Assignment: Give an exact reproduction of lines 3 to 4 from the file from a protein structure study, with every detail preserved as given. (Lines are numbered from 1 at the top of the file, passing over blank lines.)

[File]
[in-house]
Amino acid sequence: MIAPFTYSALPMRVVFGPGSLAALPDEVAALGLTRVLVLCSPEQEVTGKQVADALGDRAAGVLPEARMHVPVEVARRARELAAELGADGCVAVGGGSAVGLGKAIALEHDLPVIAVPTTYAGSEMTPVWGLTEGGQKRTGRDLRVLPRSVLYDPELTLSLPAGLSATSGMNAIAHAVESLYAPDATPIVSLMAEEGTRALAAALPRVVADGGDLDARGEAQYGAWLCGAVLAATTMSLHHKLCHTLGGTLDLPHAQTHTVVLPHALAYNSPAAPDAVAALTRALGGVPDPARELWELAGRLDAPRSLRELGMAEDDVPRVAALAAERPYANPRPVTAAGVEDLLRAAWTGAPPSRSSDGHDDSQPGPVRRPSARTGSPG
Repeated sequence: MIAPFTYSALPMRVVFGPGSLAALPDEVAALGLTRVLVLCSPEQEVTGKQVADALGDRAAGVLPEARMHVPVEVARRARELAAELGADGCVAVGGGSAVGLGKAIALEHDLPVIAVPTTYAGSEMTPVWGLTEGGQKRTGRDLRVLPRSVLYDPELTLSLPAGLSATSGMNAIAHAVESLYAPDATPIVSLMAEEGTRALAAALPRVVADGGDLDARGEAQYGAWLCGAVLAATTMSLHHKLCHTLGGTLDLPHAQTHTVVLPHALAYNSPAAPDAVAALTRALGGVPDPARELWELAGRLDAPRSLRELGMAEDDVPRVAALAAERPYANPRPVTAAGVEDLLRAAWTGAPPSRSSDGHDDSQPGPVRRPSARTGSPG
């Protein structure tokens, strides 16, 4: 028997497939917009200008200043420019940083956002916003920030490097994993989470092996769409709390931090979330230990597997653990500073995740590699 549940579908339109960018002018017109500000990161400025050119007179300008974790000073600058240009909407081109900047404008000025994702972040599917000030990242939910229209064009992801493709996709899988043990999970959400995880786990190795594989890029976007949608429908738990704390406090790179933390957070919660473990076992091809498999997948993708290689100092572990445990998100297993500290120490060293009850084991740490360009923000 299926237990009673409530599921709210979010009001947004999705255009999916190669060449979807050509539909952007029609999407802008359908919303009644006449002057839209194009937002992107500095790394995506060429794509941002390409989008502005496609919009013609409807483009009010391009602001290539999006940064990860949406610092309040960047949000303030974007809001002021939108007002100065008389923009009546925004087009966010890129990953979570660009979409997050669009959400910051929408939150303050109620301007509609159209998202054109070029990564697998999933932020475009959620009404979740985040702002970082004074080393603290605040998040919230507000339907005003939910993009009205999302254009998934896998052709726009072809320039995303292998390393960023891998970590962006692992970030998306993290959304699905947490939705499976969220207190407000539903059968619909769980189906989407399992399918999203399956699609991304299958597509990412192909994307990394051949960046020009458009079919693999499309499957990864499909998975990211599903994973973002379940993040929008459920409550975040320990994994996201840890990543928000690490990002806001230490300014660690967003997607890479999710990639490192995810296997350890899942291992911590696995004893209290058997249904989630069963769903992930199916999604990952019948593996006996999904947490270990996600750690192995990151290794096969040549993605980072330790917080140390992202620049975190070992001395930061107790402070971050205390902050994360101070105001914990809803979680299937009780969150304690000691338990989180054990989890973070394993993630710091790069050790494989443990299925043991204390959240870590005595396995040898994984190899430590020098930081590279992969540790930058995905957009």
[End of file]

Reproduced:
Repeated sequence: MIAPFTYSALPMRVVFGPGSLAALPDEVAALGLTRVLVLCSPEQEVTGKQVADALGDRAAGVLPEARMHVPVEVARRARELAAELGADGCVAVGGGSAVGLGKAIALEHDLPVIAVPTTYAGSEMTPVWGLTEGGQKRTGRDLRVLPRSVLYDPELTLSLPAGLSATSGMNAIAHAVESLYAPDATPIVSLMAEEGTRALAAALPRVVADGGDLDARGEAQYGAWLCGAVLAATTMSLHHKLCHTLGGTLDLPHAQTHTVVLPHALAYNSPAAPDAVAALTRALGGVPDPARELWELAGRLDAPRSLRELGMAEDDVPRVAALAAERPYANPRPVTAAGVEDLLRAAWTGAPPSRSSDGHDDSQPGPVRRPSARTGSPG
């Protein structure tokens, strides 16, 4: 028997497939917009200008200043420019940083956002916003920030490097994993989470092996769409709390931090979330230990597997653990500073995740590699 549940579908339109960018002018017109500000990161400025050119007179300008974790000073600058240009909407081109900047404008000025994702972040599917000030990242939910229209064009992801493709996709899988043990999970959400995880786990190795594989890029976007949608429908738990704390406090790179933390957070919660473990076992091809498999997948993708290689100092572990445990998100297993500290120490060293009850084991740490360009923000 299926237990009673409530599921709210979010009001947004999705255009999916190669060449979807050509539909952007029609999407802008359908919303009644006449002057839209194009937002992107500095790394995506060429794509941002390409989008502005496609919009013609409807483009009010391009602001290539999006940064990860949406610092309040960047949000303030974007809001002021939108007002100065008389923009009546925004087009966010890129990953979570660009979409997050669009959400910051929408939150303050109620301007509609159209998202054109070029990564697998999933932020475009959620009404979740985040702002970082004074080393603290605040998040919230507000339907005003939910993009009205999302254009998934896998052709726009072809320039995303292998390393960023891998970590962006692992970030998306993290959304699905947490939705499976969220207190407000539903059968619909769980189906989407399992399918999203399956699609991304299958597509990412192909994307990394051949960046020009458009079919693999499309499957990864499909998975990211599903994973973002379940993040929008459920409550975040320990994994996201840890990543928000690490990002806001230490300014660690967003997607890479999710990639490192995810296997350890899942291992911590696995004893209290058997249904989630069963769903992930199916999604990952019948593996006996999904947490270990996600750690192995990151290794096969040549993605980072330790917080140390992202620049975190070992001395930061107790402070971050205390902050994360101070105001914990809803979680299937009780969150304690000691338990989180054990989890973070394993993630710091790069050790494989443990299925043991204390959240870590005595396995040898994984190899430590020098930081590279992969540790930058995905957009």